Total Lunar Eclipse over Cerro Tololo

A total lunar eclipse transformed the sky on the evening of 15 May 2022 and photographers at NOIRLab facilities in Arizona and Chile took advantage of clear skies to capture the event.

This week’s Image of the Week shows the eclipse as seen from Cerro Tololo Inter-American Observatory (CTIO), a Program of NSF’s NOIRLab, near La Serena, Chile. The crimson Moon shines above the Milky Way in the center left of the image. At the bottom of the image are the Víctor M. Blanco 4-meter Telescope (center) and Curtis Schmidt Telescope (left). In the southern hemisphere, the eclipse appeared extraordinarily dark as a result of the ash from the 2021 Hunga Tonga–Hunga Ha'apai volcanic eruption

In the northern hemisphere, the lunar eclipse was captured in this close-up image taken from the Visitor Center at Kitt Peak National Observatory (KPNO), also a Program of NSF’s NOIRLab, near Tucson, Arizona. You can read more about how a lunar eclipse happens in this recent Image of the Week.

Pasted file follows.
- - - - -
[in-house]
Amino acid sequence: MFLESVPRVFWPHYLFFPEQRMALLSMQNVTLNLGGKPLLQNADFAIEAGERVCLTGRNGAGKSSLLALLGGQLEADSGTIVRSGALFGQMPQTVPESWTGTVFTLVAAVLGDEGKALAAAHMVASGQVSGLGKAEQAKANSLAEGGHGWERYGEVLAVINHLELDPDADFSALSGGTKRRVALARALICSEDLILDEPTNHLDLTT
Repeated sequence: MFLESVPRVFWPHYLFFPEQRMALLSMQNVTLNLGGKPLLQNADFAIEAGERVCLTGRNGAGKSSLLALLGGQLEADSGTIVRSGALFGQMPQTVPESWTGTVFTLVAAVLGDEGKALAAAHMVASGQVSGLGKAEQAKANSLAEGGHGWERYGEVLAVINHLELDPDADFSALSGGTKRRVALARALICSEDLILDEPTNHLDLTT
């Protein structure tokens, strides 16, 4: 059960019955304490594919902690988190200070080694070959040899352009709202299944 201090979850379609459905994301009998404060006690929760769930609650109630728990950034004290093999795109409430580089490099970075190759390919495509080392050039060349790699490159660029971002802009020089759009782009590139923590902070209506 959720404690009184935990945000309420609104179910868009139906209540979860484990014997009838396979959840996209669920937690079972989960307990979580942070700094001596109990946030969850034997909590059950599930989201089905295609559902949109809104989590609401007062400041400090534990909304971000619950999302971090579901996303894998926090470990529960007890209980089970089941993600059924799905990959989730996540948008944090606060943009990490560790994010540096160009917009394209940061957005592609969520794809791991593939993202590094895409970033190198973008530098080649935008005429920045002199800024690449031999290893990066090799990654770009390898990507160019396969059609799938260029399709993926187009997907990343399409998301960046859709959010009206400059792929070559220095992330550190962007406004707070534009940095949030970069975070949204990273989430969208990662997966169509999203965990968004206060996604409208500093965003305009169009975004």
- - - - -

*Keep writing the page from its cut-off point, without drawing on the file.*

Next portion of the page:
The eclipse was the longest total lunar eclipse visible from the Americas since 1989. It also coincided with a “supermoon”, which occurs when the Moon is at its nearest point to Earth.

Credit:

CTIO/NOIRLab/NSF/AURA/D. Munizaga

About the Image

Id:iotw2220a
Type:Photographic
Release date:May 18, 2022, noon
Size:4096 x 4096 px

About the Object

Name:Moon
Category:Cerro Tololo

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